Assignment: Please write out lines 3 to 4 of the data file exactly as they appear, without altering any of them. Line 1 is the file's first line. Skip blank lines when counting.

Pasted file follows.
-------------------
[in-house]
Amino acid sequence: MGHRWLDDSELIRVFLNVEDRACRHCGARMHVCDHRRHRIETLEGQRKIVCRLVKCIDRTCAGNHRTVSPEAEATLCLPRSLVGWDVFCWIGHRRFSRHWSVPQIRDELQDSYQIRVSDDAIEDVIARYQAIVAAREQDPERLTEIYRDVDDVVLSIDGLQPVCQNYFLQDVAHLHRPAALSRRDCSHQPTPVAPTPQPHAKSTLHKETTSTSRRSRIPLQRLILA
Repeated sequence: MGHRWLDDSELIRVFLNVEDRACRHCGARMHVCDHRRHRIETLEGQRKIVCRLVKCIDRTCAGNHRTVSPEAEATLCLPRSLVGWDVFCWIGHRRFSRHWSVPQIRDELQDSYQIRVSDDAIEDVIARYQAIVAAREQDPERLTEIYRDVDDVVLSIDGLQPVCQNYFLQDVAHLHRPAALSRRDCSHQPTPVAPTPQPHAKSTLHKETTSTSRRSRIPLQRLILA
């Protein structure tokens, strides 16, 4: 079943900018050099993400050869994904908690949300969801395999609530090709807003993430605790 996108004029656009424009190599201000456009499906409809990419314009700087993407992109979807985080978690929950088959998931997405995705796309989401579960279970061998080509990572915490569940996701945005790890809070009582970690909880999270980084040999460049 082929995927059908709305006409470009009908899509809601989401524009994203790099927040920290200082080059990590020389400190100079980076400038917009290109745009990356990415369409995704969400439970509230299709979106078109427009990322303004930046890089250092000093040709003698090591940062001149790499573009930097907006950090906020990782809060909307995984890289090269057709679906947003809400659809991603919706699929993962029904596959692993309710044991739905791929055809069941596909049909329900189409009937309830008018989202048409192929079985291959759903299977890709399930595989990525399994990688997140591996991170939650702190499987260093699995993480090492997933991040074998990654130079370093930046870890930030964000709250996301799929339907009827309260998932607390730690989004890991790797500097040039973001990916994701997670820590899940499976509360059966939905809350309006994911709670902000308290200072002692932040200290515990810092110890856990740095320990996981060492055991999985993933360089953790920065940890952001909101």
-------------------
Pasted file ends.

Repeated sequence: MGHRWLDDSELIRVFLNVEDRACRHCGARMHVCDHRRHRIETLEGQRKIVCRLVKCIDRTCAGNHRTVSPEAEATLCLPRSLVGWDVFCWIGHRRFSRHWSVPQIRDELQDSYQIRVSDDAIEDVIARYQAIVAAREQDPERLTEIYRDVDDVVLSIDGLQPVCQNYFLQDVAHLHRPAALSRRDCSHQPTPVAPTPQPHAKSTLHKETTSTSRRSRIPLQRLILA
């Protein structure tokens, strides 16, 4: 079943900018050099993400050869994904908690949300969801395999609530090709807003993430605790 996108004029656009424009190599201000456009499906409809990419314009700087993407992109979807985080978690929950088959998931997405995705796309989401579960279970061998080509990572915490569940996701945005790890809070009582970690909880999270980084040999460049 082929995927059908709305006409470009009908899509809601989401524009994203790099927040920290200082080059990590020389400190100079980076400038917009290109745009990356990415369409995704969400439970509230299709979106078109427009990322303004930046890089250092000093040709003698090591940062001149790499573009930097907006950090906020990782809060909307995984890289090269057709679906947003809400659809991603919706699929993962029904596959692993309710044991739905791929055809069941596909049909329900189409009937309830008018989202048409192929079985291959759903299977890709399930595989990525399994990688997140591996991170939650702190499987260093699995993480090492997933991040074998990654130079370093930046870890930030964000709250996301799929339907009827309260998932607390730690989004890991790797500097040039973001990916994701997670820590899940499976509360059966939905809350309006994911709670902000308290200072002692932040200290515990810092110890856990740095320990996981060492055991999985993933360089953790920065940890952001909101």